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Mace & Crown | April 30, 2017

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ODU Juniors Building Tools for Outer Space

ODU Juniors Building Tools for Outer Space
Jason Kazi
Staff Writer

After finding out about NASA’s Micro-g Neutral Buoyancy Experiment Design Teams Challenge, (Micro-g NExT) junior mechanical engineering students Alec Ferley, Ian Haskin, Nathan Sivertson, Dana Lambert and Andrew Hibbs decided they were up to the challenge of building a tool potentially helpful to future astronauts.

The team was given a choice of five challenges and ultimately chose to build an anchoring device, which could be used on the sandy, dusty surface of an asteroid. If successfully designed and built, an astronaut would be able to attach one end of the device to the surface and the other end to, well, anything.

outer space

Junior Mechanical Engineering students Alec Ferley, Ian Haskin, Nathan Sivertson, Dana Lambert and Andrew Hibbs in front of Rollins Hall. Photo by Jason Kazi

“The goal is to inspire other students to create a consistent team on a yearly basis. ODU is covering part of our expenses. We are in the process of getting the travel funding approved,” Ferley said. “We are working with Dr. Robert Ash, a professor and eminent scholar of mechanical and aerospace engineering here at ODU. He is our faculty adviser and has a lot of experience working with NASA.”

Prior competing in the challenge, the team had to submit a proposal exceeding 40 pages. The judges were particularly interested in their proposal because of the use of an epoxy, a cement-like mixture, as part of their anchor. When the epoxy mixes with water, it solidifies within thirty seconds.

The team has benefited from their enrollment at one of the highest-ranking engineering schools in the state.

“Our skills from classes have been quite helpful for the project. We’ve used programs like Inventor and AutoCAD to create two-dimensional and three-dimensional renderings of what we are trying to design. We’ve used MATLAB to calculate the different characteristics we are looking for and the dimensions of the anchor. We’ve used skills and knowledge obtained from our physics and basic engineering courses, as well,” Ferley said.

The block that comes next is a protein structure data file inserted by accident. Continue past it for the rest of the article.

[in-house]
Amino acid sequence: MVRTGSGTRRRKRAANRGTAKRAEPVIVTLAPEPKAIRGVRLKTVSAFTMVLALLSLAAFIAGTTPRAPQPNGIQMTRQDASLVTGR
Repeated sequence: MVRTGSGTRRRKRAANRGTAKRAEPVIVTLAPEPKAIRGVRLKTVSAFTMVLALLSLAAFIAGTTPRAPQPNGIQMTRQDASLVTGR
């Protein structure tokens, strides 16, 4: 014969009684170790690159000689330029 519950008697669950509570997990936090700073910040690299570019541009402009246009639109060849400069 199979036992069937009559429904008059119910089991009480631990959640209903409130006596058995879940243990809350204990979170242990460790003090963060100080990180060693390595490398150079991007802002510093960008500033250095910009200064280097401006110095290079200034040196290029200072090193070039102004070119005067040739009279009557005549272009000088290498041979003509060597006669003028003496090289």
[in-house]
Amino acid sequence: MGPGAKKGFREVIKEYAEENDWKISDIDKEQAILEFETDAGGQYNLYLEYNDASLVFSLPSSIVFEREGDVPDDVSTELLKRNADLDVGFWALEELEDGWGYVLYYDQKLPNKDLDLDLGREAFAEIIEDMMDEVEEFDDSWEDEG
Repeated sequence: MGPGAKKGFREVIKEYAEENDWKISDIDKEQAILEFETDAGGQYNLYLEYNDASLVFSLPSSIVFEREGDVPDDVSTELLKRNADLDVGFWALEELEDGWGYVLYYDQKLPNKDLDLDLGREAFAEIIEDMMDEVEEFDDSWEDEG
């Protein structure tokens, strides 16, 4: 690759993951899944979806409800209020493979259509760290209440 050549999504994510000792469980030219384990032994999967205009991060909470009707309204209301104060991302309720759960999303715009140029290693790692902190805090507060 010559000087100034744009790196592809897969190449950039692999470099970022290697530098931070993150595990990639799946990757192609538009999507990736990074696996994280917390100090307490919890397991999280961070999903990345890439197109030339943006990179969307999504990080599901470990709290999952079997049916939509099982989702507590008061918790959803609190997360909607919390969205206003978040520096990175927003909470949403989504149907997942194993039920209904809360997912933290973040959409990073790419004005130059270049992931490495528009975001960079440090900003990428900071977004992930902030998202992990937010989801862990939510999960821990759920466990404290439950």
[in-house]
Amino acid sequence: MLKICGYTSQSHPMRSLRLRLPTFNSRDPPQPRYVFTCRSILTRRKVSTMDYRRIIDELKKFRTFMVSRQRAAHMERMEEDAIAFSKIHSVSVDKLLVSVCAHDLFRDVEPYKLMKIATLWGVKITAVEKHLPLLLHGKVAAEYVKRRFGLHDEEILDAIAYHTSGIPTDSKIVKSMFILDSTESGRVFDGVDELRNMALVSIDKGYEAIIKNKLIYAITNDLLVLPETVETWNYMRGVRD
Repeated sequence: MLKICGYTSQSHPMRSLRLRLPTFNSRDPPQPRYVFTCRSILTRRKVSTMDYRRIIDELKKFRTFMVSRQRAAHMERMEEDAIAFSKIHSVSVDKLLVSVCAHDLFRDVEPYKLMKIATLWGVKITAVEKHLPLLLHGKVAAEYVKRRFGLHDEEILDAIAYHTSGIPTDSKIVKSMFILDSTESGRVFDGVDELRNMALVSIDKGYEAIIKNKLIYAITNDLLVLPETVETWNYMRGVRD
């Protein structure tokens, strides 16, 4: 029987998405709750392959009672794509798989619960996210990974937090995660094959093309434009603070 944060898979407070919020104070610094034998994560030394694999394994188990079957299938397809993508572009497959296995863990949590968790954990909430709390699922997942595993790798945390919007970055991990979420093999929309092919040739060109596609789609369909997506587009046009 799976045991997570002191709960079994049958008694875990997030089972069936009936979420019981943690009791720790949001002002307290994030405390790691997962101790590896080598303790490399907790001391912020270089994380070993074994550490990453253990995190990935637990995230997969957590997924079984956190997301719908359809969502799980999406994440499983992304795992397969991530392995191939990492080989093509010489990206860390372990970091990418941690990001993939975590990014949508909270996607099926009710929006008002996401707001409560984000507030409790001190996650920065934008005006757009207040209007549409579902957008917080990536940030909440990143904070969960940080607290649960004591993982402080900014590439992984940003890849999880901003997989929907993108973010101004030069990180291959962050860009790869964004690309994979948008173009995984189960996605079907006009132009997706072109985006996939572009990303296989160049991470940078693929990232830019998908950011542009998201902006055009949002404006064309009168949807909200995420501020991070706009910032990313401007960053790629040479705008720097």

The team will be testing their equipment at NASA’s Neutral Buoyancy Laboratory in Houston, Texas next month. The Neutral Buoyancy Laboratory is a 40-feet deep pool where astronauts train for spacewalks.

The tools designed for Micro-g NExT address the authentic, current space exploration problem of asteroid sample collection for NASA’s Asteroid Redirect Mission. This mission involves humans visiting a portion of an asteroid, which will be brought into lunar orbit. Upon successful testing, the student-designed tools could be used by astronauts for future training as NASA prepares for the mission.

While Haskin is the only group member with experience with NASA, all of the group’s members hope to work for NASA one day.

outer space

Alec and his team working on a model of the anchor at Perry Library. Photo by Alec Ferley

“I would love to work for NASA because they have a history of innovation that they’ve started, and it’s really cool to be a part of that legacy. SpaceX, like what Elon Musk has started, is getting really interesting because I’ve always thought that private sector innovation can if not outpace government projects, definitely challenge it,” Ferley said.

Other regional schools participating in the challenge include University of Maryland at College Park, Virginia Tech and West Virginia University.

Micro-g NExT is managed by the Johnson Space Center Office of Education. The program helps support the agency’s education policy of using NASA’s unique missions and programs to engage and encourage students to pursue science, technology, engineering and math (STEM) careers.

To learn more about Micro-g NExT, visit: http://microgravityuniversity.jsc.nasa.gov.

For information on ODU’s design team through social media updates, follow: Big Blue Crew: ODU Micro-g NExT Team on Facebook.